Building a Serverless GraphQL API For Any Datasource With StepZen

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Want to get started with building a GraphQL server but have no idea where to begin? Every (frontend) developer asks for a GraphQL API but often lacks the backend knowledge to create a performant one. There are many different flavours in creating the perfect GraphQL server, ranging from schema-first to code-first or even auto-generated solutions.

In this interactive workshop, you will learn about building a serverless GraphQL API using StepZen. With StepZen, you can create a GraphQL for any data source (SQL, NoSQL & REST) and even other GraphQL APIs within minutes. And even handle more complicated use cases such as authentication and deployment. Using little code, you'll get to combine different data sources in one fully performant API that you can use in your applications from day one.

Table of contents:
- What is StepZen?
- Connecting to a data source (SQL, NoSQL & REST)
- Using custom directives
- Handle sequence flows
- Deployment

Roy Derks
Roy Derks
75 min
02 Dec, 2021

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Video Summary and Transcription

Today's workshop is about building a serverless GraphQL API using StepZen. It covers the code-first and schema-first approaches, connecting multiple data sources, merging data from different endpoints, and using StepZen's sequences to combine data. The workshop also highlights the importance of understanding StepZen and GraphQL for building scalable GraphQL servers.

Available in Español

1. Introduction to Serverless GraphQL API Workshop

Short description:

Today's workshop will be about building a serverless GraphQL API using a tool called Stepsen. You can create a GraphQL API for any data source, such as MySQL or Postgres. If you don't have Docker, ng-work can be used to create a remote port to your local system. If you don't have experience with GraphQL, that's fine. I will do a short presentation, explain the assignments, show you where to find the code, and how to run the Docker. Then you can start building a GraphQL API. We will have breakout rooms for smaller groups to ask questions. Use Zoom for general questions and Discord for technical questions or sharing links.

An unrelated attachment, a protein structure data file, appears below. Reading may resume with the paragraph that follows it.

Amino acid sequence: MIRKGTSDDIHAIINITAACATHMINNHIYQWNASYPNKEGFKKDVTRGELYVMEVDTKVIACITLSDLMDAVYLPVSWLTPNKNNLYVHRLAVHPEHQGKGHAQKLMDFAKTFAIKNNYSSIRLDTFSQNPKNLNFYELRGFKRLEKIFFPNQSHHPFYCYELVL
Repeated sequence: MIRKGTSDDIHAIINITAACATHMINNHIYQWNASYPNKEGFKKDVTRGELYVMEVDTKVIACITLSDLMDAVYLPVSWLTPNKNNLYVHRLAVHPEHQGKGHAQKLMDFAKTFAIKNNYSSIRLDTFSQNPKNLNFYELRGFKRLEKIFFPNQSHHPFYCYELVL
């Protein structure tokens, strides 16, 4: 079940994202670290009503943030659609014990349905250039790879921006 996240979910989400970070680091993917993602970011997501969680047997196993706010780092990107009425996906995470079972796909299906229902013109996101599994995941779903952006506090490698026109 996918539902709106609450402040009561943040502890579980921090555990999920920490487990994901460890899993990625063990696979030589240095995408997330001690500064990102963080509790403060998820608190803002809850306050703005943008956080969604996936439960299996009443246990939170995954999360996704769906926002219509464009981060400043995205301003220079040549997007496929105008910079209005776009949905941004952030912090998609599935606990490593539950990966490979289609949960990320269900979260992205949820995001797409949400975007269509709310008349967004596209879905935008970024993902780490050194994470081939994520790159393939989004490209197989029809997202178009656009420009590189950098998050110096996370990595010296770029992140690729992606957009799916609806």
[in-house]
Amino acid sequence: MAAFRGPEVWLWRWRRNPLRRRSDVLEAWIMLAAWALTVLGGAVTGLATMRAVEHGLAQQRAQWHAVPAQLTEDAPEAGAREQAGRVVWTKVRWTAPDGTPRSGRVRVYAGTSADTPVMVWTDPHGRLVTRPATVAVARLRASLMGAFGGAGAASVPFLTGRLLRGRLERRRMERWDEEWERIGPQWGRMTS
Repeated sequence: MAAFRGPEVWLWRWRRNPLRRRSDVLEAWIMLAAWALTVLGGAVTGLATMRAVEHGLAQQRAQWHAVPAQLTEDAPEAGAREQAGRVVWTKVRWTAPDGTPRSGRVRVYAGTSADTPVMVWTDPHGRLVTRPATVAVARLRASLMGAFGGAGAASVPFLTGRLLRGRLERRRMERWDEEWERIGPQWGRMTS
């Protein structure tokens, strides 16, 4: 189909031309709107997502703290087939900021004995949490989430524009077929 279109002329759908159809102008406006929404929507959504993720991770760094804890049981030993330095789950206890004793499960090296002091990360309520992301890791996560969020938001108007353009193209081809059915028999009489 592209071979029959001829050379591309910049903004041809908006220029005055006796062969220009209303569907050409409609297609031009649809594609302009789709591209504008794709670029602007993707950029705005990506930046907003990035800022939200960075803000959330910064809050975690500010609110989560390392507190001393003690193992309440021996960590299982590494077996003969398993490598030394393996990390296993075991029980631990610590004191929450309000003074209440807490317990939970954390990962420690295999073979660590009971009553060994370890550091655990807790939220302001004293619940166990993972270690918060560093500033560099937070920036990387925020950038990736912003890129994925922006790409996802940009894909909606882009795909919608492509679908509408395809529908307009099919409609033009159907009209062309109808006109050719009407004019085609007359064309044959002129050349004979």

Hello, everyone. Thanks for joining. So, I see you already shared my screen. I believe everyone can also hear me. So, that's good.

So, today's workshop will be about building a serverless GraphQL API and we're going to do this using a tool called Stepsen. And with this tool, you can create a GraphQL API for any data source. So, I don't know if you saw the prerequisites for today's workshop. So, if you want to work with MySQL or Postgres today, then you will need to have a Docker running as well. So, if you don't have Docker on your machine just yet, now's a good time to install it. And also, ng-work. That's something we'll be using to create a remote port to your local system, because how Stepsen works, it's going to take remote connections. So, that can be your database. It can be an existing rest API, existing GraphQL API and build a serverless GraphQL API on top of those sources. So, that's why we need ng-work as well in order to expose the, all the local database you're running with Docker to remote network. But it's up to you if you don't have Docker installed, or maybe you don't know how to use Docker, which is not actually needed. You don't need to understand how Docker works. You just need to install it and run one command. And then you should be able to run the database in your own system. But if you don't want to use Docker, you don't want to use a database, then you can use a rest API, which I'll also provide you with later on once we go to the assignments.